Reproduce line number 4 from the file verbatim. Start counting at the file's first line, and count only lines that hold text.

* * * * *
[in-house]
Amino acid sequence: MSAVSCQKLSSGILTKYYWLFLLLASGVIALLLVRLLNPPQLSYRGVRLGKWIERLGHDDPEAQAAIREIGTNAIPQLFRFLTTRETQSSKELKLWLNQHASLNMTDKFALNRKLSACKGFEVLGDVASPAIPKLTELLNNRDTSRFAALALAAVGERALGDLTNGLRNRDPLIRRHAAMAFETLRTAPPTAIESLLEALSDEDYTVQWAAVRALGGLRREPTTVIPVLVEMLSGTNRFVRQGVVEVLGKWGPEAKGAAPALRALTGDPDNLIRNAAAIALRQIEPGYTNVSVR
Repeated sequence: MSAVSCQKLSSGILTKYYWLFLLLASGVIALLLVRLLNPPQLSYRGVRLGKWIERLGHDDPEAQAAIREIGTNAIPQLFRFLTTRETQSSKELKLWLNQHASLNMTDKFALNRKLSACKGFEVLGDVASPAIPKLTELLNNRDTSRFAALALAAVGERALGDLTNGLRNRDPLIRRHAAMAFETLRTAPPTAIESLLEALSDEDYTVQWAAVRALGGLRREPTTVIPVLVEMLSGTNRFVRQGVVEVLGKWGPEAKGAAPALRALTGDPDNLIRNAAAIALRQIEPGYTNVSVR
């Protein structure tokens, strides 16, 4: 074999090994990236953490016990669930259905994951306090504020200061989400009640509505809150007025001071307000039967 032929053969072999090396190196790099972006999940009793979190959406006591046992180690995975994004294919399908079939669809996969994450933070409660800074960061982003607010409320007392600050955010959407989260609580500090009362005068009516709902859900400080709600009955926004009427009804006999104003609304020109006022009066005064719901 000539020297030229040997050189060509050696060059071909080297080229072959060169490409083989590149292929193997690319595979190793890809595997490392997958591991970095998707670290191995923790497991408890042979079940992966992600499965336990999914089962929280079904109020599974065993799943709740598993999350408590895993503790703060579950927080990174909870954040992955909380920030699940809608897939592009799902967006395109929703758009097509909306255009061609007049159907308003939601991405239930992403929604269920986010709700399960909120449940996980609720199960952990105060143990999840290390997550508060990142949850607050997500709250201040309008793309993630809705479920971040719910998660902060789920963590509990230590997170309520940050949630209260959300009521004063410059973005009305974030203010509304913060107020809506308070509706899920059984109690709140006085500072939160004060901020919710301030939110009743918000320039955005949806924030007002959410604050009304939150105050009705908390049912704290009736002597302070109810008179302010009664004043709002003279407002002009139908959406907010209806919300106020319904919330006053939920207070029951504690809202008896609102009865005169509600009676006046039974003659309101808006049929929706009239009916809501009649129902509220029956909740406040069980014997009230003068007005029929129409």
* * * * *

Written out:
């Protein structure tokens, strides 16, 4: 074999090994990236953490016990669930259905994951306090504020200061989400009640509505809150007025001071307000039967 032929053969072999090396190196790099972006999940009793979190959406006591046992180690995975994004294919399908079939669809996969994450933070409660800074960061982003607010409320007392600050955010959407989260609580500090009362005068009516709902859900400080709600009955926004009427009804006999104003609304020109006022009066005064719901 000539020297030229040997050189060509050696060059071909080297080229072959060169490409083989590149292929193997690319595979190793890809595997490392997958591991970095998707670290191995923790497991408890042979079940992966992600499965336990999914089962929280079904109020599974065993799943709740598993999350408590895993503790703060579950927080990174909870954040992955909380920030699940809608897939592009799902967006395109929703758009097509909306255009061609007049159907308003939601991405239930992403929604269920986010709700399960909120449940996980609720199960952990105060143990999840290390997550508060990142949850607050997500709250201040309008793309993630809705479920971040719910998660902060789920963590509990230590997170309520940050949630209260959300009521004063410059973005009305974030203010509304913060107020809506308070509706899920059984109690709140006085500072939160004060901020919710301030939110009743918000320039955005949806924030007002959410604050009304939150105050009705908390049912704290009736002597302070109810008179302010009664004043709002003279407002002009139908959406907010209806919300106020319904919330006053939920207070029951504690809202008896609102009865005169509600009676006046039974003659309101808006049929929706009239009916809501009649129902509220029956909740406040069980014997009230003068007005029929129409």